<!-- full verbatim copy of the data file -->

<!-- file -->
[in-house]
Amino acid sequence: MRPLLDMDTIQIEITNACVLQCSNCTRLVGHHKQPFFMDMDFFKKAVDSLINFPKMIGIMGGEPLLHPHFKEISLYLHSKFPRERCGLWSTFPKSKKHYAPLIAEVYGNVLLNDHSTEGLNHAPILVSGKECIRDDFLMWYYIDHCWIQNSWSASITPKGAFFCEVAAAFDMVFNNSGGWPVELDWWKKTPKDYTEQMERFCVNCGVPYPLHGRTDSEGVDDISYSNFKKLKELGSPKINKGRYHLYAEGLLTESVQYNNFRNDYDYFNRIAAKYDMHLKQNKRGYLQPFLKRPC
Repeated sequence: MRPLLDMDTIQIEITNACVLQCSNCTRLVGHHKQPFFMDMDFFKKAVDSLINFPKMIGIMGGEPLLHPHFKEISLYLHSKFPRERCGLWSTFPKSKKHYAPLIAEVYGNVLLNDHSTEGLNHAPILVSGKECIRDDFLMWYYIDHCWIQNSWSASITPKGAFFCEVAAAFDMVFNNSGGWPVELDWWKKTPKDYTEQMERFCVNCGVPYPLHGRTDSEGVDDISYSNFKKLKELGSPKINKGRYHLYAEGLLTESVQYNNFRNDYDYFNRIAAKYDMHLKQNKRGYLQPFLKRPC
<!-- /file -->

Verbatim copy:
[in-house]
Amino acid sequence: MRPLLDMDTIQIEITNACVLQCSNCTRLVGHHKQPFFMDMDFFKKAVDSLINFPKMIGIMGGEPLLHPHFKEISLYLHSKFPRERCGLWSTFPKSKKHYAPLIAEVYGNVLLNDHSTEGLNHAPILVSGKECIRDDFLMWYYIDHCWIQNSWSASITPKGAFFCEVAAAFDMVFNNSGGWPVELDWWKKTPKDYTEQMERFCVNCGVPYPLHGRTDSEGVDDISYSNFKKLKELGSPKINKGRYHLYAEGLLTESVQYNNFRNDYDYFNRIAAKYDMHLKQNKRGYLQPFLKRPC
Repeated sequence: MRPLLDMDTIQIEITNACVLQCSNCTRLVGHHKQPFFMDMDFFKKAVDSLINFPKMIGIMGGEPLLHPHFKEISLYLHSKFPRERCGLWSTFPKSKKHYAPLIAEVYGNVLLNDHSTEGLNHAPILVSGKECIRDDFLMWYYIDHCWIQNSWSASITPKGAFFCEVAAAFDMVFNNSGGWPVELDWWKKTPKDYTEQMERFCVNCGVPYPLHGRTDSEGVDDISYSNFKKLKELGSPKINKGRYHLYAEGLLTESVQYNNFRNDYDYFNRIAAKYDMHLKQNKRGYLQPFLKRPC